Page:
Abi Charlesworth is currently in her third year studying Fine Art at Bath Spa University. Introducing herself as an artist, Abi discusses the current direction of her work and the craftsmanship behind her practice. She hopes to go on to study a master’s degree in fine art after finishing her degree at Bath Spa University.
My artistic style operates in between the modes of sculpture, installation and drawing. I investigate material relationships concerning ourselves and our surroundings alongside neighbouring elements of the familiar spatial bodies and the new, much like in the sculpture Glove. The cactus form references the body as a link towards forbidden touch in the gallery and tactility.
A key element of my work is creating a copy of an object through casting. This is a labour-intensive process which shows quality and craftsmanship. It explores the line between the aesthetic and the peculiar embodiment of existence.
Materiality plays a central role in the playfulness of my work. The idea that an object can suggest movement, fiction and nostalgia, whilst simultaneously not making sense in the context of a studio space is imperative.
For my process I like to question how far a shape can be altered before it crosses the line of the original and the new. If I cast an exact replica of the original does this replace the original or is it a new sculpture entirely?
The process of making my sculptures almost represents life in a way. At the beginning of the process I have to nurse the structure, almost as though it is a child, until it is fully formed. I like this caring and fun element to my work and how I think of the structure as almost human, which I like to play on. For example, Toothache is a particular play on the idea of teeth, and the growth and pain we go through growing up. It is also a projection of elements that reference a rake or a comb, which implies a second bodily definition.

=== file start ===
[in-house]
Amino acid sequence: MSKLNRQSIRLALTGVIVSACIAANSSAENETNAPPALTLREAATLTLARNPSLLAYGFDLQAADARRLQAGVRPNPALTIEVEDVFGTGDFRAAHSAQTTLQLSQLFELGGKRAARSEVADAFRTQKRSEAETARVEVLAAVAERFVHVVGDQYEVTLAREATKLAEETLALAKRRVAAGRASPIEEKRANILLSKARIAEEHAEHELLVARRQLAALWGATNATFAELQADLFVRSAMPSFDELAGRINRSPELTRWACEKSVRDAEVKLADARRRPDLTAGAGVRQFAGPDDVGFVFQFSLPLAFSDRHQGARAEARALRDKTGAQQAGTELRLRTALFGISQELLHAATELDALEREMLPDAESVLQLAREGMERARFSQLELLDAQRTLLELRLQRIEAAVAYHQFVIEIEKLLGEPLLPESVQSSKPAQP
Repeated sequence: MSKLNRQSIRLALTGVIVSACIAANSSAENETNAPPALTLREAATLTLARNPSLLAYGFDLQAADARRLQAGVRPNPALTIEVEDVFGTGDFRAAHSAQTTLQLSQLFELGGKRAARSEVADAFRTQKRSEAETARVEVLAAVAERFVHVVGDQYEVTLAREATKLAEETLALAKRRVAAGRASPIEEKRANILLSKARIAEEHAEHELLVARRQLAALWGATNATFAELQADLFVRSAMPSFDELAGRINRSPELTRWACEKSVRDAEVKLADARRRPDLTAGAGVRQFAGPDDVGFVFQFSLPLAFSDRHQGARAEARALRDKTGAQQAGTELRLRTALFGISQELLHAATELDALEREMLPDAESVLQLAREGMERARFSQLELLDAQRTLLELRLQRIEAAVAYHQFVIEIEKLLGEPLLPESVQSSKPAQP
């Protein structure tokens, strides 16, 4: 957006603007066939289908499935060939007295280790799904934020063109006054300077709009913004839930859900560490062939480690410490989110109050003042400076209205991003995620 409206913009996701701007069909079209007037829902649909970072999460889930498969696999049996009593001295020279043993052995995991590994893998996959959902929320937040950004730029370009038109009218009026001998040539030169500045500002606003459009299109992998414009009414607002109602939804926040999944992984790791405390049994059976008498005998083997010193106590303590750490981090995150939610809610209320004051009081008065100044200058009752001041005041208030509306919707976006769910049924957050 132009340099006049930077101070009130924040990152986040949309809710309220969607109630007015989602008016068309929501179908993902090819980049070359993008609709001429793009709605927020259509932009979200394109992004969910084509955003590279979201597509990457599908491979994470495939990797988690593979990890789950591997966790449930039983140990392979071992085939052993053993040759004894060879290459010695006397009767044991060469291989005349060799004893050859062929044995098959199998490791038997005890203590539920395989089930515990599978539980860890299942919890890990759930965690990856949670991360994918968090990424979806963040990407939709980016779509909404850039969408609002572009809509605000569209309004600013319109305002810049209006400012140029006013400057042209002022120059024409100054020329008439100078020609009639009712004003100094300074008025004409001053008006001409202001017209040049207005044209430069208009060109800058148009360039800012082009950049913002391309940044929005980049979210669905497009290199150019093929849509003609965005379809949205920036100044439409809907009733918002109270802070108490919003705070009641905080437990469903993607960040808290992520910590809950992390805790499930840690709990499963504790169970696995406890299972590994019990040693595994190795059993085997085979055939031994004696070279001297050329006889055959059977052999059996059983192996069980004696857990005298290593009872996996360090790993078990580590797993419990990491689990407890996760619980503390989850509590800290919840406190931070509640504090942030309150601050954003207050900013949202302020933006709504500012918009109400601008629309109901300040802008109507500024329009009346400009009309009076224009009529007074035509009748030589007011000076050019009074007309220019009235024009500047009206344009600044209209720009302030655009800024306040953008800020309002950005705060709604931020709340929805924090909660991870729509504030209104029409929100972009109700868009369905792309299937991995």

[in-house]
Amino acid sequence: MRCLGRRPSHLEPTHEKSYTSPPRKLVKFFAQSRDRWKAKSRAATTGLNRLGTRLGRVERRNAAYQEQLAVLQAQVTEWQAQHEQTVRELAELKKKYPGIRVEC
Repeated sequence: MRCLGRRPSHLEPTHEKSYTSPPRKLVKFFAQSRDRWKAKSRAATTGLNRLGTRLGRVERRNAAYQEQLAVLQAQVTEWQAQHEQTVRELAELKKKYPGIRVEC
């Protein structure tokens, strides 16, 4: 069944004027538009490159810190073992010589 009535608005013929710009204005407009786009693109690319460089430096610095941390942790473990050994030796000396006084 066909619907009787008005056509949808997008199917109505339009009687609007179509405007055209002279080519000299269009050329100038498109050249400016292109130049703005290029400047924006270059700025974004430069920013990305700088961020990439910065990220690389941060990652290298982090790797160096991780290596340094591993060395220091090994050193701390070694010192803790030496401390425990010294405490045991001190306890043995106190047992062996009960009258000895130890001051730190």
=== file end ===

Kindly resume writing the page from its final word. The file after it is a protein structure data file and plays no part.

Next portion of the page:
Currently I am manipulating video as a way of dealing with the materiality of sculpture and film by using gestures to insinuate interactions between the sculpture and the viewer. The tactility of the sculptures I have made allows for a playful exploration of the motions of the materials used, while the disembodied arm further enhances the idea of physical play. In Parma, oh I deliberately refer to the object as the Parma Violets sweet and this connotation of satisfaction has resulted in a direction towards using ASMR (Autonomous sensory meridian response) in my work.
Furthermore, I have been experimenting with the assemblage of my work and how it could work together by creating coordinating pools of installations.
Words by Abi Charlesworth.